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Title: Progressive Oxidation of Pyrite in Five Bituminous Coal Samples: An As XANES and 57Fe Mossbauer Spectroscopic Study

Abstract

Naturally occurring pyrite commonly contains minor substituted metals and metalloids (As, Se, Hg, Cu, Ni, etc.) that can be released to the environment as a result of its weathering. Arsenic, often the most abundant minor constituent in pyrite, is a sensitive monitor of progressive pyrite oxidation in coal. To test the effect of pyrite composition and environmental parameters on the rate and extent of pyrite oxidation in coal, splits of five bituminous coal samples having differing amounts of pyrite and extents of As substitution in the pyrite, were exposed to a range of simulated weathering conditions over a period of 17 months. Samples investigated include a Springfield coal from Indiana (whole coal pyritic S = 2.13 wt.%; As in pyrite = detection limit (d.l.) to 0.06 wt.%), two Pittsburgh coal samples from West Virginia (pyritic S = 1.32-1.58 wt.%; As in pyrite = d.l. to 0.34 wt.%), and two samples from the Warrior Basin, Alabama (pyritic S = 0.26-0.27 wt.%; As in pyrite = d.l. to 2.72 wt.%). Samples were collected from active mine faces, and expected differences in the concentration of As in pyrite were confirmed by electron microprobe analysis. Experimental weathering conditions in test chambers were maintained asmore » follows: (1) dry Ar atmosphere; (2) dry O{sub 2} atmosphere; (3) room atmosphere (relative humidity {approx}20-60%); and (4) room atmosphere with samples wetted periodically with double-distilled water. Sample splits were removed after one month, nine months, and 17 months to monitor the extent of As and Fe oxidation using As X-ray absorption near-edge structure (XANES) spectroscopy and {sup 57}Fe Mossbauer spectroscopy, respectively. Arsenic XANES spectroscopy shows progressive oxidation of pyritic As to arsenate, with wetted samples showing the most rapid oxidation. {sup 57}Fe Mossbauer spectroscopy also shows a much greater proportion of Fe{sup 3+} forms (jarosite, Fe{sup 3+} sulfate, FeOOH) for samples stored under wet conditions, but much less difference among samples stored under dry conditions in different atmospheres. The air-wet experiments show evidence of pyrite re-precipitation from soluble ferric sulfates, with As retention in the jarosite phase. Extents of As and Fe oxidation were similar for samples having differing As substitution in pyrite, suggesting that environmental conditions outweigh the composition and amount of pyrite as factors influencing the oxidation rate of Fe sulfides in coal.« less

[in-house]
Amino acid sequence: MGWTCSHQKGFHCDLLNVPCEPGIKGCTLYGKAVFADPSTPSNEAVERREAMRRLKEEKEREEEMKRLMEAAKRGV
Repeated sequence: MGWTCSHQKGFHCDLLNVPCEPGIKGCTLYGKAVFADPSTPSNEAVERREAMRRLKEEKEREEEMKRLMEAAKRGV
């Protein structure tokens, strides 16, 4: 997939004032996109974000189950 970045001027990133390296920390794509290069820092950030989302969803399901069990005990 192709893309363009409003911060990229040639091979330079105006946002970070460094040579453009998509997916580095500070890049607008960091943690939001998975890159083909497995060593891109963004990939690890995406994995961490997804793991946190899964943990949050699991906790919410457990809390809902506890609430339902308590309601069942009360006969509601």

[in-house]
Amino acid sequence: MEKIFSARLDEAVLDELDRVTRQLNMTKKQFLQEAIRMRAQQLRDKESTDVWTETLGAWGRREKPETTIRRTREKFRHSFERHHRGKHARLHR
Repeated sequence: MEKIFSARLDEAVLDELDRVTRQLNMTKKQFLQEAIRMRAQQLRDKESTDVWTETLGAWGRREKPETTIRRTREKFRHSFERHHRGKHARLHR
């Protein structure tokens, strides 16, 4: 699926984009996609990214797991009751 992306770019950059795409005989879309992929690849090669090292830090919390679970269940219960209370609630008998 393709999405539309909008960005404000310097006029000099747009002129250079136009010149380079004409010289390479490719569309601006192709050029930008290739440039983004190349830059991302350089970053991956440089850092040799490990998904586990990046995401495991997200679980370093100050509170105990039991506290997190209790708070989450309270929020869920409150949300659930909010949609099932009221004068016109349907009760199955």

Authors:
;
Publication Date:
Research Org.:
Brookhaven National Laboratory (BNL) National Synchrotron Light Source
Sponsoring Org.:
Doe - Office Of Science
OSTI Identifier:
930388
Report Number(s):
BNL-81110-2008-JA
Journal ID: ISSN 0883-2927; APPGEY; TRN: US200904%%670
DOE Contract Number:  
DE-AC02-98CH10886
Resource Type:
Journal Article
Resource Relation:
Journal Name: Applied Geochemistry; Journal Volume: 22; Journal Issue: 4
Country of Publication:
United States
Language:
English
Subject:
01 COAL, LIGNITE, AND PEAT; ABSORPTION; ALABAMA; ARSENIC; BITUMINOUS COAL; COAL; ELECTRON MICROPROBE ANALYSIS; HUMIDITY; INDIANA; MOESSBAUER EFFECT; OXIDATION; PITTSBURGH; PYRITE; SEMIMETALS; SENSITIVITY; SPECTROSCOPY; SULFATES; SULFIDES; WATER; WEATHERING; WEST VIRGINIA; national synchrotron light source

Citation Formats